After denying Aetna's motion for summary judgment,2 the district judge found that there was an "occurrence" within the meaning of the policy and that the pollution exclusion was not a bar to recovery; however, he also found that Midland-Ross had failed to notify Aetna timely in writing as required by the policy and that this failure materially prejudiced Aetna. The district judge also found that any payments made to settle the nuisance claims and the clean-up claim were voluntary. He held, therefore, that there was no cause of action against Aetna. We believe, however, that the pollution exclusion provision does bar recovery under the facts of this case; therefore, we do not reach the other issues. [20 ELR 20583] Accordingly, we affirm the judgment of no cause of action in favor of Aetna on that basis.
Midland-Ross was insured for the period January 1, 1966 through January 1, 1975, under CGL policies issued by Aetna. During the period between April, 1973 and September, 1975, Midland-Ross had liquid industrial waste removed from its manufacturing facility in Owosso, Michigan by Berlin & Farro, which was licensed by the state of Michigan to haul and store industrial waste. Berlin & Farro transported the liquid waste in its trucks and stored it at its site in Swartz Creek.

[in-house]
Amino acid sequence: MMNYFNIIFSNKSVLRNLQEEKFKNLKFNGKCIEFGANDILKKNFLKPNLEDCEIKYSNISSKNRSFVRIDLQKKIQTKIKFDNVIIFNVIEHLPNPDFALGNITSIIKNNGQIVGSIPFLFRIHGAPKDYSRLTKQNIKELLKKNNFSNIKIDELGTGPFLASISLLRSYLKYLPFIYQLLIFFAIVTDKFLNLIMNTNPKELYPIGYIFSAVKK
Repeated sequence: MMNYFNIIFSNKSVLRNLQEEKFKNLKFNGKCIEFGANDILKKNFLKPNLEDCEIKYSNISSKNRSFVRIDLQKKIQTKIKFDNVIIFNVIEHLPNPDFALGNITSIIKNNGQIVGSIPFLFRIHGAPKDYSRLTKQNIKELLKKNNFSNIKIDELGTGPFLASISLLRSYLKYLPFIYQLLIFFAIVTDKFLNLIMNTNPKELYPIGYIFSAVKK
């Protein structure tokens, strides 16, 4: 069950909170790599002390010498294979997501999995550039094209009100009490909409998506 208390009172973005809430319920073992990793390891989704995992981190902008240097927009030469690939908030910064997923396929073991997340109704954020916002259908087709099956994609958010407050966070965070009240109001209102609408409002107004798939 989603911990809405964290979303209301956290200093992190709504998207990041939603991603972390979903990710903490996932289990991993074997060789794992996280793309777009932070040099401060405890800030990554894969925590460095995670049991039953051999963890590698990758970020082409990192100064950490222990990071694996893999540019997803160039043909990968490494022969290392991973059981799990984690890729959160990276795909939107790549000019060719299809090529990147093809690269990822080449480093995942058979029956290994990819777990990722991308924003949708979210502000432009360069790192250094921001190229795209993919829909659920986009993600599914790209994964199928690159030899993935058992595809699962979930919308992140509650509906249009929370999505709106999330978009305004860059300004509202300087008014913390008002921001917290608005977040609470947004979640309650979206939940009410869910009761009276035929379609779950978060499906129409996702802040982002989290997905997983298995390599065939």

Midland-Ross was named as one of numerous defendants in two separate civil actions in nuisance filed in October, 1983 and March, 1984, respectively, by individuals living near the Berlin & Farro site. We will refer to these actions in this opinion as the Bradford and Acker actions. The plaintiffs in both actions alleged that the waste at the site had contaminated the earth there and that the contamination was likely to migrate to their residences. They alleged bodily injury and property damage as a result of the nuisance created by the Berlin & Farro site.